The switch statement is basically used to execute different sets of statements depending on a choice. For example, an income tax policy may state:
charge 10% for those earning less than $10,000 per annum; 20% for those earning less than $20,000 but more than $10,000 per annum; 30% for all others.
Below we will take this situation and present a solution.
Example (using if-then-else)
An if statement may have an optional else part. We can restate the above problem for programming convenience as,
if income < 10,000 then income tax = 10% of income
else if income < 20,000 then income tax = 20% of income
else income tax = 30% of income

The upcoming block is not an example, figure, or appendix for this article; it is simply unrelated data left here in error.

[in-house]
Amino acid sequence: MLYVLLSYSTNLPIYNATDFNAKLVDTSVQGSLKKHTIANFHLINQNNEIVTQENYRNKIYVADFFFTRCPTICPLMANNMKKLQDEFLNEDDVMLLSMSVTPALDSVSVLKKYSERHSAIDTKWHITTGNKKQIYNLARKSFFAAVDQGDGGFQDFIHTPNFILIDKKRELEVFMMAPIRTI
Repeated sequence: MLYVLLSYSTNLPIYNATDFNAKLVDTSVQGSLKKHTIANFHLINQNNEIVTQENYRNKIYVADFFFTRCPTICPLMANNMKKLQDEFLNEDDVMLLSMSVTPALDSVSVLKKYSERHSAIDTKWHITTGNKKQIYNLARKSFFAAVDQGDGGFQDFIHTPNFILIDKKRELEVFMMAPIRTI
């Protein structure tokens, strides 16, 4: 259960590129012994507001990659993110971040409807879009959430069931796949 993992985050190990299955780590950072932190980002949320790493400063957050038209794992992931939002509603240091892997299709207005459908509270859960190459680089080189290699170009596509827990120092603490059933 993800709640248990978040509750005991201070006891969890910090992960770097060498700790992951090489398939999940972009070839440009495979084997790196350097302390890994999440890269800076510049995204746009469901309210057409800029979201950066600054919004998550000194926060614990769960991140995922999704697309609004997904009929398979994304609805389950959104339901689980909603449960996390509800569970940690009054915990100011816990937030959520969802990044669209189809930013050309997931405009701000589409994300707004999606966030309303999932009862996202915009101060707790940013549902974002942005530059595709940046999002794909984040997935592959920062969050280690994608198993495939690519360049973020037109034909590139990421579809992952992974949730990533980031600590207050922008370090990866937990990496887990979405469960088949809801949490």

<html> <head> <title>Multiple Choice Situations</title> </head> <body> Enter your income in the input box below: <form> <input type="text" size="25" name="income"> <input type="button" value="Calculate" onClick="calculateTax(income.value)"> </form> </body> </html>
You may not be familiar with a few things used above:
- We have used parseInt to convert a string into integer. Internally, these two things are represented quite differently. When you write your income as “10000”, its different from 10000. The former is a strings while the later is a number. To convert a string into number we can use parseInt(theString). We had to do this conversion because we can’t compare a string with numbers.
- We don’t need to enclose a statement after an if construct, if that is the single statement to be executed when the if condition is true.
- The button in the form that calls the function calculateTax passes income.value to the function. This is done because income is a textbox while the function works on a string. Doing parseInt on a textbox doesn’t make sense.